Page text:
Dumbo review: the Disney classic gets a lavish, feel-good update
A live-action remake that tries something different, Tim Burton’s Dumbo is a family-friendly treat that justifies its existence...
It’s been a while since a Tim Burton film has captured the imagination in the same way they did in his ’90s heyday. What used to feel exciting and different about the gothic auteur gradually became formulaic and slightly tiresome to the average viewer somewhere around Charlie And The Chocolate Factory, and his past attempts at franchise filmmaking in Planet Of The Apes and Alice In Wonderland have been less than beloved by critics (though box-office return is another matter).
It’s a lovely surprise, then, that Dumbo delivers both as a remake of a Disney classic and a modern family film that stands on its own. The film captures the whimsy and tragedy of the original but goes so much further and, while the story is still rather slight, it feels like a worthwhile update.
The film follows the titular baby elephant as he is separated from his mother, exploited for the physical deformity that allows him to fly, and cared for by the Farrier children (Nico Parker and Finley Hobbins). Running parallel to this is the story of Holt Farrier (Colin Farrell), who returns from the war to find his wife gone and his livelihood in serious jeopardy. When circus ringmaster Max Medici (Danny DeVito) is offered the chance to incorporate his acts into the corporate behemoth owned by the slippery V.A. Vandevere (Michael Keaton), they all must decide what is most important to them.
First and foremost, the film looks great. It has all of Burton’s visual flair but far less of his more outlandish quirks, making for a more measured aesthetic that retains its character while still – in a good way – being very much part of the Disney machine. In a lot of ways, Burton was born to make a full-blown circus movie, and he presents a more muted but no less enchanting expansion of his ideas in Big Fish’s similar setting – driven home by DeVito’s identical position as the troupe’s leader.
DeVito isn’t the only reunion here either, with former Dark Knight Keaton the most notable other, and along with Farrell the three of them are what make this version of the story as joyous as it is. Playing second fiddle to a CGI elephant, Holt Farrier is still a compelling adult protagonist who carries the darker, more adult themes that all the best Disney films contain. Though this is Dumbo’s story through and through, there is more here touching on PTSD, found family and the pitfalls of show business.
The film is as much about the uncertainty of this life, the fickle nature of audience adoration, and the temptations provided by money and acclaim as it is about not mistreating elephants. When it comes to the background performers, while they’re not in any sense real, developed characters, they’re somehow treated more fairly than they were in a similar thread of The Greatest Showman. They’re props, but they’re props with heart.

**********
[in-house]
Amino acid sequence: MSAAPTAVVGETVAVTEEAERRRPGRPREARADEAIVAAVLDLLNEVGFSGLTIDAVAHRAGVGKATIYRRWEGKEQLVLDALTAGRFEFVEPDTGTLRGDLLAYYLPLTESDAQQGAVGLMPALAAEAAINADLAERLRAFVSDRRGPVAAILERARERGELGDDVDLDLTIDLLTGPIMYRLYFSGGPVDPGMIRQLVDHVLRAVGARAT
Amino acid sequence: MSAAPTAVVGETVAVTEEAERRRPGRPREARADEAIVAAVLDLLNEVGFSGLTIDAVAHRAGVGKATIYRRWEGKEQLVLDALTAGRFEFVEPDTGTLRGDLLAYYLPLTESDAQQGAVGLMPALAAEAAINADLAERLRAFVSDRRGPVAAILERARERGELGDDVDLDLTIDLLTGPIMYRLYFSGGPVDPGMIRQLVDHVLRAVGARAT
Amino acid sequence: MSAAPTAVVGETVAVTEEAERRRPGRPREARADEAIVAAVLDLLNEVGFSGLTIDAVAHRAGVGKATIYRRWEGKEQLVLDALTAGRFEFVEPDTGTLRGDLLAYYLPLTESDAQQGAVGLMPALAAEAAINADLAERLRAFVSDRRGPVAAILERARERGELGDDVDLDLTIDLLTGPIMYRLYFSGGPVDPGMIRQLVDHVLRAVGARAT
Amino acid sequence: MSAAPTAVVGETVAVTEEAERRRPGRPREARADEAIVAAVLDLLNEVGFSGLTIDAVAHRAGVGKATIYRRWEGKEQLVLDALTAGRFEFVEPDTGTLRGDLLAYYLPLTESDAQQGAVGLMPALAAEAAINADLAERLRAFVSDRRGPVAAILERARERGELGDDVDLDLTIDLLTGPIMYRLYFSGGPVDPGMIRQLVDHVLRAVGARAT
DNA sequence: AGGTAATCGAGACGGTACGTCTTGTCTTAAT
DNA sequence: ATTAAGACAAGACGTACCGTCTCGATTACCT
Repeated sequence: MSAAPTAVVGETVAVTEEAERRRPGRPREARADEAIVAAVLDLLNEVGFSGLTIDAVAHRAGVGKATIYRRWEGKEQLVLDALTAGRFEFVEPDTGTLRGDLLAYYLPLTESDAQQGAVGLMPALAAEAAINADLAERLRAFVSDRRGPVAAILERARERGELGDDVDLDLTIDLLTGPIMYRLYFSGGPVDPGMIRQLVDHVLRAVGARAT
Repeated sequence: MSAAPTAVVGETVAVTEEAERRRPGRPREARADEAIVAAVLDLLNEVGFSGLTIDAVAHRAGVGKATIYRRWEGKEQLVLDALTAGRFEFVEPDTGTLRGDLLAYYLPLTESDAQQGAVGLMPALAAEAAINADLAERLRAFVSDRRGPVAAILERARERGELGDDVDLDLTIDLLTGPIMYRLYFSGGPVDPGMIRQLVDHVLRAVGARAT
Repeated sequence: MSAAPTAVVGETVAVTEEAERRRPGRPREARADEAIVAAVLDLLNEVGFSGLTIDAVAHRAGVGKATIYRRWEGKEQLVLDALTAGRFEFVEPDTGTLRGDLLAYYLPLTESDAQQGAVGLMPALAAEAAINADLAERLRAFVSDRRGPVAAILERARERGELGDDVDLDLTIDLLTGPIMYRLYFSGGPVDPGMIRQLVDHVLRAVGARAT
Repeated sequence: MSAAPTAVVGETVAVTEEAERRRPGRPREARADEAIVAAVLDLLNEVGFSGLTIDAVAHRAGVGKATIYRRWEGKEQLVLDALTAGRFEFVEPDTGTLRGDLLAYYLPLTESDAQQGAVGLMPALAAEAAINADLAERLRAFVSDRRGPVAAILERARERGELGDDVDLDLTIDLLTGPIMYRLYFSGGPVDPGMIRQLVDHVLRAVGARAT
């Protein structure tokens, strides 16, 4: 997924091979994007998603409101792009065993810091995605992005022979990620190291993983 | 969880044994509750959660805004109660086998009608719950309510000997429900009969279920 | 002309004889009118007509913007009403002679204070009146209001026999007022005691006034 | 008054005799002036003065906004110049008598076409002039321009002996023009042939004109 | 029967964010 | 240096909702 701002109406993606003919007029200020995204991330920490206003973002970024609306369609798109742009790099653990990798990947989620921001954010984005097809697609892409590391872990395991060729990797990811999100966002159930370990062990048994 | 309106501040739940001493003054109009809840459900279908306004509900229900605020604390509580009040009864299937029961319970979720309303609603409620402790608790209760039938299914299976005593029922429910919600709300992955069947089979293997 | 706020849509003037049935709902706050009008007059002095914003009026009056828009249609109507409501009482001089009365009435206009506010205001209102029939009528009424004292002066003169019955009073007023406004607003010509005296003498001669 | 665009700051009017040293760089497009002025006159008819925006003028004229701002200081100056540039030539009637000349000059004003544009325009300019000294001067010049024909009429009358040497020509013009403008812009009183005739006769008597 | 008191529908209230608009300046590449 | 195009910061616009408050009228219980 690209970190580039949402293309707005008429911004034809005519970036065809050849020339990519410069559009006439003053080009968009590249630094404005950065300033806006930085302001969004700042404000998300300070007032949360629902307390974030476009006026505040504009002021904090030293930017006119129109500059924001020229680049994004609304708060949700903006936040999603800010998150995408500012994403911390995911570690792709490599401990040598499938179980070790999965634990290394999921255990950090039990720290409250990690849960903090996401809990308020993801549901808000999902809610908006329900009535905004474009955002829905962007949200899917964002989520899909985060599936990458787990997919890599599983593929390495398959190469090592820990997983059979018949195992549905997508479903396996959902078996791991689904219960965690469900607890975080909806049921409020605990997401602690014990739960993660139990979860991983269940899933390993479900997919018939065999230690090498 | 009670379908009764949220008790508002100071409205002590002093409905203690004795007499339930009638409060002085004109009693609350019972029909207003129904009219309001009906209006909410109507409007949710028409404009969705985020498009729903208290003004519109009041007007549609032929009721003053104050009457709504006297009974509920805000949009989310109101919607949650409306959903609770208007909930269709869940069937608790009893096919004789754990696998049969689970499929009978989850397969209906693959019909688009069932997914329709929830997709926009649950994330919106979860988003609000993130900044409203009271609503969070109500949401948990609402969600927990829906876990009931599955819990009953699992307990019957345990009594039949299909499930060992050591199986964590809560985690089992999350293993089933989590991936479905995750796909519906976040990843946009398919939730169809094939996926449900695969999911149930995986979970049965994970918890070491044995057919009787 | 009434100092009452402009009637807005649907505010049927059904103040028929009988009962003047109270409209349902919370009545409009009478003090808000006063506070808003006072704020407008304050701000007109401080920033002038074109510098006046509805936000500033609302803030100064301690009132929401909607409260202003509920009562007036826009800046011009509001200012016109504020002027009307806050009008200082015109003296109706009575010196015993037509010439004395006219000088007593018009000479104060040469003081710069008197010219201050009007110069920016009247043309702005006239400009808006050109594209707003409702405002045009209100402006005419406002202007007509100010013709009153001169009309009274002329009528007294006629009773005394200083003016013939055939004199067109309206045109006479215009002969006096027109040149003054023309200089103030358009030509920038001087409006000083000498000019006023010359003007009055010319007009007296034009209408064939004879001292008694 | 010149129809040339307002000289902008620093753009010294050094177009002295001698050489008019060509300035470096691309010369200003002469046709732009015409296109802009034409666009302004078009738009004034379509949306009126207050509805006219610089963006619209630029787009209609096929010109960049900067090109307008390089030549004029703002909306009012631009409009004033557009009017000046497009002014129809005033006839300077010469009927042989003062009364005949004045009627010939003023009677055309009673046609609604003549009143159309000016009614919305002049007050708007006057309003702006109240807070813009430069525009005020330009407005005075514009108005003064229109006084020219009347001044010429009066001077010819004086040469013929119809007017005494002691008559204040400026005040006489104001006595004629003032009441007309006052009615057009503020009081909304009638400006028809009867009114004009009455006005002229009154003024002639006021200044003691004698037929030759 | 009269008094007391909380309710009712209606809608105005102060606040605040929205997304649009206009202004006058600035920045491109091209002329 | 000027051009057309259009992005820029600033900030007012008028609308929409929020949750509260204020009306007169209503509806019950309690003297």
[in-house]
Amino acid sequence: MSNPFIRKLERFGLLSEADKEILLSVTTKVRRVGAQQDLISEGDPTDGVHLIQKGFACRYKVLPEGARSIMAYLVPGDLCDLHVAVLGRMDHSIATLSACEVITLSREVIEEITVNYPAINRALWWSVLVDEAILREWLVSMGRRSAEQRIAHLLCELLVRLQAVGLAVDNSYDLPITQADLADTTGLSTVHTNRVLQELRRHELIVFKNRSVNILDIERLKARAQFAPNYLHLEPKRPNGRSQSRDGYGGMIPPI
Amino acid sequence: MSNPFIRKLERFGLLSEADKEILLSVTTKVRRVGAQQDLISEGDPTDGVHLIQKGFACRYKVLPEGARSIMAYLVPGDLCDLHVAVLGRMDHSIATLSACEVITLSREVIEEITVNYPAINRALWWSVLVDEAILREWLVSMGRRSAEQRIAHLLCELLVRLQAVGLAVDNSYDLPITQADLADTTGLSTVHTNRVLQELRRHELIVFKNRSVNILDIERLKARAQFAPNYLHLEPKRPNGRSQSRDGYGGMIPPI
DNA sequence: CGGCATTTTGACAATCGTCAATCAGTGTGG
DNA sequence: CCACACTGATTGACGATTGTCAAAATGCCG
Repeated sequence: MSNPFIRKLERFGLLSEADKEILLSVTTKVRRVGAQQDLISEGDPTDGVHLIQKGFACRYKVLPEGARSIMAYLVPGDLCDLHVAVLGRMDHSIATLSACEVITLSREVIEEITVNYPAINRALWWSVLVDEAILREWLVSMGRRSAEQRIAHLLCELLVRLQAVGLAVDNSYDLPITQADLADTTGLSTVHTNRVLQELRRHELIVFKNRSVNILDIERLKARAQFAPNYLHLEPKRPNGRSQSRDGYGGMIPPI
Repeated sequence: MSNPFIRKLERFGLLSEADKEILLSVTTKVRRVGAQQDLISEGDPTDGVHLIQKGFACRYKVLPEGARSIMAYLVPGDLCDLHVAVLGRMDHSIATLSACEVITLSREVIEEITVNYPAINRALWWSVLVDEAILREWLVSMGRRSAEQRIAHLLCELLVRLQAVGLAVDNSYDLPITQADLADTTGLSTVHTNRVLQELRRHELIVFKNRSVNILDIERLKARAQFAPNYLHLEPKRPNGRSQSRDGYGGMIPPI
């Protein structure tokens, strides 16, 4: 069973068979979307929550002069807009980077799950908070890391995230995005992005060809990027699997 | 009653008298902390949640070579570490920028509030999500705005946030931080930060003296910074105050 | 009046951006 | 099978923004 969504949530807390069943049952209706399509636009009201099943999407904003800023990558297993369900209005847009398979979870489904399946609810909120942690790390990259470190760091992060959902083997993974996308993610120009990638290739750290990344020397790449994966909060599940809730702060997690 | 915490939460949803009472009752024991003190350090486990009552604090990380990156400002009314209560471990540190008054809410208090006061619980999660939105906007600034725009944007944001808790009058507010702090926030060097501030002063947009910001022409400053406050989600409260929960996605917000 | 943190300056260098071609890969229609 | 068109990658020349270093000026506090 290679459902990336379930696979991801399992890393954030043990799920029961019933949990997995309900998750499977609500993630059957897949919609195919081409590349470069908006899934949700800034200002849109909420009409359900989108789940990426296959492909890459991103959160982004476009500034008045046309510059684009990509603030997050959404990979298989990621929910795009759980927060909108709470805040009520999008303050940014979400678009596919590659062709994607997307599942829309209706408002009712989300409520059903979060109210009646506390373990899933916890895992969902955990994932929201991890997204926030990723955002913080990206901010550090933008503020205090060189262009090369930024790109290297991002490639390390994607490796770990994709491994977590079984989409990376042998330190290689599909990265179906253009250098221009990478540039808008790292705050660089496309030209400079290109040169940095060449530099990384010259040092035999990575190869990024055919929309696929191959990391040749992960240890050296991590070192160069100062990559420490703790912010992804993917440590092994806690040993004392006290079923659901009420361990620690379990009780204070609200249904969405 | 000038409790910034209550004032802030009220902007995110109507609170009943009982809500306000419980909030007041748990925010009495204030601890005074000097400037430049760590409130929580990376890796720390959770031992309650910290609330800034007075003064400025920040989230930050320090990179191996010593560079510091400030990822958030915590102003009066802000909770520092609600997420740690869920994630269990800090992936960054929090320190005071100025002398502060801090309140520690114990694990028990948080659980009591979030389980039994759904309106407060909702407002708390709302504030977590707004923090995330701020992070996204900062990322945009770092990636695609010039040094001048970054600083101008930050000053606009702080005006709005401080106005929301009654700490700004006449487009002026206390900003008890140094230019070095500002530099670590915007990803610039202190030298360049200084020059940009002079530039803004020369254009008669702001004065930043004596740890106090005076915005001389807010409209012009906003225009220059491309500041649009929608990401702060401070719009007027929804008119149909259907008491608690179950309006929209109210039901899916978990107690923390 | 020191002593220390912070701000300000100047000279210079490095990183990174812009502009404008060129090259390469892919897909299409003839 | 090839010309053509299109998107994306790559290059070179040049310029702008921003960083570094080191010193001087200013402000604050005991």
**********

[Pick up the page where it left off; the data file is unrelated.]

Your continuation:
But the film would be nothing without the CGI creature at its centre, and you’ll fall head-over-heels for Dumbo from his very first moment on screen. There’s no uncanny valley here, and the adorable elephant feels as flesh-and-blood as everyone around him. On the flip-side, Keaton steals the show in a role entirely devoid of nuance. He’s a cartoon villain that kids can boo and adults will get a kick out of, and he’s clearly having a wonderful time.
As you may have gathered, this adaptation goes far beyond the ground covered in the animated Dumbo film, with the main character learning he can fly in the first act and the remainder of the movie following him as he navigates the loss of his mother, his newfound fame and the cruelty and kindness with which he’s treated by those around him.
The world presented here is not perfect or even particularly kid-friendly, and it’s not all tied up in a bow by the end. At an early point, Farrell’s character is given a fake arm to cover his amputated one, so as not to “scare the children”, and that sums up the film’s attitude more than anything. That’s become a rare thing in family films outside of animation, and Dumbo is much stronger for its commitment to telling the story without talking down to its audience.
Of all the Disney remakes already released, this is one that feels like slightly more than a cash-grab. When family trips to the cinema are dominated by superheroes and animated sequels, it’s a novelty to find a live-action film like Dumbo with its heart firmly in the right place.
Dumbo is in cinemas from 29 March.